Tips for extending the life of spray tips include:
- Spray at the least amount of pressure necessary to atomize material.
- Strain the coating material prior to spraying, using a nylon strainer bag.
- Use correct size filters.
- Clean filters after each use.
- Use a soft bristle brush to clean tips.
Selecting an airless sprayer
There are many factors to take into consideration when choosing the correct airless sprayer for an application:
Material and surface to be sprayed
The types of materials you spray will determine the size of the tips you use. If you plan to spray a variety of materials you have to consider buying a sprayer with greater versatility.Will you be spraying on dry wall, exteriors or concrete? You have to consider the tip sizes needed as well as the quality of finish required in order to choose the best sprayer for the job.Each job has its own requirements. New construction, residential work, and commercial jobs vary in terms of coatings used, crew size needed, and power source available.
Liters per week to be sprayed
Purchasing a part-time sprayer to do a full-time job has disappointed many contractors. In the long run, saving money on a sprayer that is inadequate for the job, or not durable enough, is costly in terms of lost labor.
Number of spray guns to be used at one time
If you plan to use more than one gun at the same time, then you have to purchase a unit that has the ability to handle multiple guns.
Hose lengths necessary
Hose length depends on the job site, material being sprayed, tip size, and hose diameter. Your sprayer must be able to support the length of the hose. Most Graco sprayers use DC motors, which are able to support longer hose lengths than either AC or universal motors.
Buying a sprayer is an investment. You don’t want to over-buy or under-buy. Keep in mind the cliché, “You can pay now or later”. Downtime resulting from an undersized, overworked sprayer or poor quality equipment can quickly wipe out any savings from the initial low purchase cost of the sprayer.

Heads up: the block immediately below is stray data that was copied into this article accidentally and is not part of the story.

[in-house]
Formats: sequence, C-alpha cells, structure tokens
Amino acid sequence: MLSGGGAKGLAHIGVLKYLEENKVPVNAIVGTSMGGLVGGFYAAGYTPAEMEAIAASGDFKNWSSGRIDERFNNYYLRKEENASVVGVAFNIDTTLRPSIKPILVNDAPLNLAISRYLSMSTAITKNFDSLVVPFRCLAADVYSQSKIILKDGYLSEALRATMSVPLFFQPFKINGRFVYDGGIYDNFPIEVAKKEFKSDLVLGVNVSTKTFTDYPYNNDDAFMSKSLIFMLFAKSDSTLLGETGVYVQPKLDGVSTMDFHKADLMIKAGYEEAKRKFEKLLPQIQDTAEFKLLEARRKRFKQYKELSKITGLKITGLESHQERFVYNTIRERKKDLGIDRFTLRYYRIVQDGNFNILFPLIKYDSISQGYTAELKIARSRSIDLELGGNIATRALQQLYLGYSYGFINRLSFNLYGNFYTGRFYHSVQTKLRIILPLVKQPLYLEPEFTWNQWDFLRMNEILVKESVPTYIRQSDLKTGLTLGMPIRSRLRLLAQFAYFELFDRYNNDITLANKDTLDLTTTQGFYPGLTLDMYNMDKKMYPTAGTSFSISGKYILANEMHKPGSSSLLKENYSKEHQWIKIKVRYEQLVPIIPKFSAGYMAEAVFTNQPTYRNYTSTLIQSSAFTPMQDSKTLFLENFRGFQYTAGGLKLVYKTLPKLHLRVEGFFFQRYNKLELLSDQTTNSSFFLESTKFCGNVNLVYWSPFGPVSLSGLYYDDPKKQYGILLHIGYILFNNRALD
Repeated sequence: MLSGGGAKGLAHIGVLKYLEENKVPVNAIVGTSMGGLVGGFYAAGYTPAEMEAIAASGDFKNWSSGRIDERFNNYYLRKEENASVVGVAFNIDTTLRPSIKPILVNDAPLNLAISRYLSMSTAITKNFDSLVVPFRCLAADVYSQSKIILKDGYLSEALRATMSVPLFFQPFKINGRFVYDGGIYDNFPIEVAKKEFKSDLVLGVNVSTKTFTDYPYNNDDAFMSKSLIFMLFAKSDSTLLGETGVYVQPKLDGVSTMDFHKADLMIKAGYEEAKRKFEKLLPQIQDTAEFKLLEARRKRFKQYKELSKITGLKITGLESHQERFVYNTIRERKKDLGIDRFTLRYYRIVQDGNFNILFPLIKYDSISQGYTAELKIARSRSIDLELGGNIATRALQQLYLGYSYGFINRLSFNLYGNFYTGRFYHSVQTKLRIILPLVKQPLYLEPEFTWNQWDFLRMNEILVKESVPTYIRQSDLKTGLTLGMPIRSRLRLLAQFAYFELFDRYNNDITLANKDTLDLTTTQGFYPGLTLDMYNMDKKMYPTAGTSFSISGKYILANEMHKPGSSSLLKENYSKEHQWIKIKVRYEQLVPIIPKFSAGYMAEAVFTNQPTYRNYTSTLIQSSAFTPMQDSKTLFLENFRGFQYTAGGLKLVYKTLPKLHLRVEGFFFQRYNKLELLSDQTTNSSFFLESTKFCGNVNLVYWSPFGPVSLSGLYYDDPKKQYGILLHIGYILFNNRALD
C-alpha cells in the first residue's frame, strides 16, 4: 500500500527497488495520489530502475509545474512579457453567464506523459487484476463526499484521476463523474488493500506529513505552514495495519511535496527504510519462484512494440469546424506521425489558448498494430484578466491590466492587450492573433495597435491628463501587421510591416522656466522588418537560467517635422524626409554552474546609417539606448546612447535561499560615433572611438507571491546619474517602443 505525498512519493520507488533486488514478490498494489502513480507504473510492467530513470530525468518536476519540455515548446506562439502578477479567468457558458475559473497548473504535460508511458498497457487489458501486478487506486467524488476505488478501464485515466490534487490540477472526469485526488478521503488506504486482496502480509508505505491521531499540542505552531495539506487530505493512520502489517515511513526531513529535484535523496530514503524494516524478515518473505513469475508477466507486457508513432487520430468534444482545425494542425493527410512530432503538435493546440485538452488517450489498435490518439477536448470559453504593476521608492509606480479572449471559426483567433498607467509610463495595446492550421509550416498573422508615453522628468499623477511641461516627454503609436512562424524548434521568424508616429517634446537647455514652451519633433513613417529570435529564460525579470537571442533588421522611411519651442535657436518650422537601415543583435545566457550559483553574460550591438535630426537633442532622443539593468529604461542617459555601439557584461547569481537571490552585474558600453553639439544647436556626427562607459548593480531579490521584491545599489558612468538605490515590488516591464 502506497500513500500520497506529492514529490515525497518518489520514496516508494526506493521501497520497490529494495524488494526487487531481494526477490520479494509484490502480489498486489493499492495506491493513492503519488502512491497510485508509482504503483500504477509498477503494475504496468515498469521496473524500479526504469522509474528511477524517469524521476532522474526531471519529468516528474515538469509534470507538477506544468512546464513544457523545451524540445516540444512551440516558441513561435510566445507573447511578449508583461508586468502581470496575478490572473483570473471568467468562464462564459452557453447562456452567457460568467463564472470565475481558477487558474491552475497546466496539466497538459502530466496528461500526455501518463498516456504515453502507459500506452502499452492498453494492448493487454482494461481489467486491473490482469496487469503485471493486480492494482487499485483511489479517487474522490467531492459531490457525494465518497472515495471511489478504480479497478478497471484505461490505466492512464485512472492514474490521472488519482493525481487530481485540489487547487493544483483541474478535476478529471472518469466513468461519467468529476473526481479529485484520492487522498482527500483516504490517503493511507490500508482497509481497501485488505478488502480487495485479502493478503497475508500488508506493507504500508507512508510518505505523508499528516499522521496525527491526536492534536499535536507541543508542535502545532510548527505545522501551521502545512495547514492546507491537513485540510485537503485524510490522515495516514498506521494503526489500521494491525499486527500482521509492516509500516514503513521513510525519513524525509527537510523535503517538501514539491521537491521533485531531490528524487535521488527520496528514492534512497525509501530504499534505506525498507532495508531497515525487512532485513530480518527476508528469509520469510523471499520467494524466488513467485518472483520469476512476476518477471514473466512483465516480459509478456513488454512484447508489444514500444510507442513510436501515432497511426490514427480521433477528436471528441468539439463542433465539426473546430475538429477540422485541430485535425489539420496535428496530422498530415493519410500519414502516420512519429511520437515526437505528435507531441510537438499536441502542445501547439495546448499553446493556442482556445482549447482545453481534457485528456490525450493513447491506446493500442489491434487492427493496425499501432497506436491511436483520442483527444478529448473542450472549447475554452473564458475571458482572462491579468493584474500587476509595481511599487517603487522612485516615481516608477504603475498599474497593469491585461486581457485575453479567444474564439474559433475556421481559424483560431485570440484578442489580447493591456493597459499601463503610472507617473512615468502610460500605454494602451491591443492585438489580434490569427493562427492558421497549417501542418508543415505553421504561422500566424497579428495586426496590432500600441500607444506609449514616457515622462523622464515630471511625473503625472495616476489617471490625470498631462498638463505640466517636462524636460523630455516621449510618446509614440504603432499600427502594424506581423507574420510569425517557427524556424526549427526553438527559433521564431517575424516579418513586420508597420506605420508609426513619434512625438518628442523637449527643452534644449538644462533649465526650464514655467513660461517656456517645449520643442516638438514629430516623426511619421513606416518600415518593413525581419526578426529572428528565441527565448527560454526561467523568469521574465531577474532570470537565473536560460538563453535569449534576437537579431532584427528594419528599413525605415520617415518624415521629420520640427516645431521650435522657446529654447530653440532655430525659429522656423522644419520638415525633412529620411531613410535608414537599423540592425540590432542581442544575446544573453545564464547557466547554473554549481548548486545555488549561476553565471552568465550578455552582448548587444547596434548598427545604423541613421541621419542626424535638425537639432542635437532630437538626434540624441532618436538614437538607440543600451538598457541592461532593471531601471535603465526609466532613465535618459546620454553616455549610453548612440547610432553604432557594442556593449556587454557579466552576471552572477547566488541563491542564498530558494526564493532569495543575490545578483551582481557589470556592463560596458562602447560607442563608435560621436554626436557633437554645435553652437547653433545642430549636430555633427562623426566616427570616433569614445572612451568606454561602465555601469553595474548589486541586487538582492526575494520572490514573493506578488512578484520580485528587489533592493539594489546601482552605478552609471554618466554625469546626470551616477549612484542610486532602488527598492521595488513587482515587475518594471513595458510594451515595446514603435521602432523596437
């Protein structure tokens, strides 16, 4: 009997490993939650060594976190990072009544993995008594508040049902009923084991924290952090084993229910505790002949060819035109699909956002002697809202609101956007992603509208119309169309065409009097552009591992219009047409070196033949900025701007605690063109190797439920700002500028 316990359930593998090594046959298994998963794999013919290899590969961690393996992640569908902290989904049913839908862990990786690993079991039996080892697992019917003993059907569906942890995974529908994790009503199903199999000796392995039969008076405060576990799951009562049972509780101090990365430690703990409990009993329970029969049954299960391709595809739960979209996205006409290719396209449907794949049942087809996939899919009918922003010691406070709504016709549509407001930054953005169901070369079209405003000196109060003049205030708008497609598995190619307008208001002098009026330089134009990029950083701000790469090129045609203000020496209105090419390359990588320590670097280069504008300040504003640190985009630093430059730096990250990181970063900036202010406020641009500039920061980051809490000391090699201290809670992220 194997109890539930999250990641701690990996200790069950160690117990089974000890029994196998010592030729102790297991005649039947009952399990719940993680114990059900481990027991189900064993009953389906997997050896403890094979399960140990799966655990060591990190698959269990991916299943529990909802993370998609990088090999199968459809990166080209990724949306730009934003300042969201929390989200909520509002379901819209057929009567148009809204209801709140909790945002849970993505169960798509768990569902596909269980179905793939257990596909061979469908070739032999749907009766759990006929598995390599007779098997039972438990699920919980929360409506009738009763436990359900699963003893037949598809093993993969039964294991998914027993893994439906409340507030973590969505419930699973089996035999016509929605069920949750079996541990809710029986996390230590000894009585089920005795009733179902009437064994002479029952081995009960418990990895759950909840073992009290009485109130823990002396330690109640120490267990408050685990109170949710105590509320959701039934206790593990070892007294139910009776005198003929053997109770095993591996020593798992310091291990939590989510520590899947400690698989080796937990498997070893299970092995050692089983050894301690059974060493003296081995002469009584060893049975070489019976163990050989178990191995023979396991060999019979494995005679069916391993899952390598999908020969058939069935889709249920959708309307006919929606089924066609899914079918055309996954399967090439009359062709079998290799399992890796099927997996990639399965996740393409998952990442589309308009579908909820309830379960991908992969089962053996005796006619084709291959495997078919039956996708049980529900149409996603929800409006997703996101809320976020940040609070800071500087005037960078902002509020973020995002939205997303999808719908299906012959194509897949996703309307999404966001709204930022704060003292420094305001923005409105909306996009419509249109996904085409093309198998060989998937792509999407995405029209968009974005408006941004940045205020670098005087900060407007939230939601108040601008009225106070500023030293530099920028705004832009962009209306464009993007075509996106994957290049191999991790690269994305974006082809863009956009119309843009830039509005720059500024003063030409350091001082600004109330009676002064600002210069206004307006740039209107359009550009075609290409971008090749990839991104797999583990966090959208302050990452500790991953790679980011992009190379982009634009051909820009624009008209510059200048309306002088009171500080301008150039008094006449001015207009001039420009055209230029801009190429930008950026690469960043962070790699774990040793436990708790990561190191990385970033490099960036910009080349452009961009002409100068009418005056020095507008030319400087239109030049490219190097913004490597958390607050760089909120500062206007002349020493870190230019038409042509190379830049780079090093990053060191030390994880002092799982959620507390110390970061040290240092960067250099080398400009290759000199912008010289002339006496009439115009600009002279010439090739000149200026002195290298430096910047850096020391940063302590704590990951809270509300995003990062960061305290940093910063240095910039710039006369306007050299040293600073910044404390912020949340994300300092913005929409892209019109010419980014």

Airless spray techniques
A good spray pattern indicates that the paint or coating is completely atomized and distributed evenly onto the surface. Several techniques help determine the quality of the spray pattern and the quality of the finish. Techniques include everything from adjusting the pressure to the aiming of the spray pattern and movement of the spray gun. The following techniques ensure a long-lasting quality finish:
Aiming the spray pattern
The spray gun is held approximately 30 cm from the surface, and aimed straight (both horizontally and vertically) at the surface. Extremely large tips will require you to move further away to achieve a good spray pattern. The spray gun should move across the surface with the wrist flexed to keep the gun pointed straight at the surface. “Fanning” the gun to direct the spray at an angle will cause an uneven finish.
The spray gun should be triggered after beginning the stroke (also call the lead stroke) and released before ending the stroke (also called the lag stroke). The gun should move during both the trigger squeeze and trigger release. This technique prevents patches of thick coating at the beginning and end of each accomplishment.
This technique ensures that an even amount of coating has been sprayed onto the surface. The spray gun should be aimed so that the tip points at the edge of the previous stroke, overlapping each stroke by half. To maximize efficiency when spraying on broad, open surfaces (e.g. ceilings and bare walls), the outside edges of walls should be sprayed first. The middle can then be sprayed quickly, requiring less precise strokes.
Painting inside corners
When spraying corners the gun should be aimed into the corner, spraying along the corner, rather than spraying back and forth across the corner.
Controlling the thickness of the coating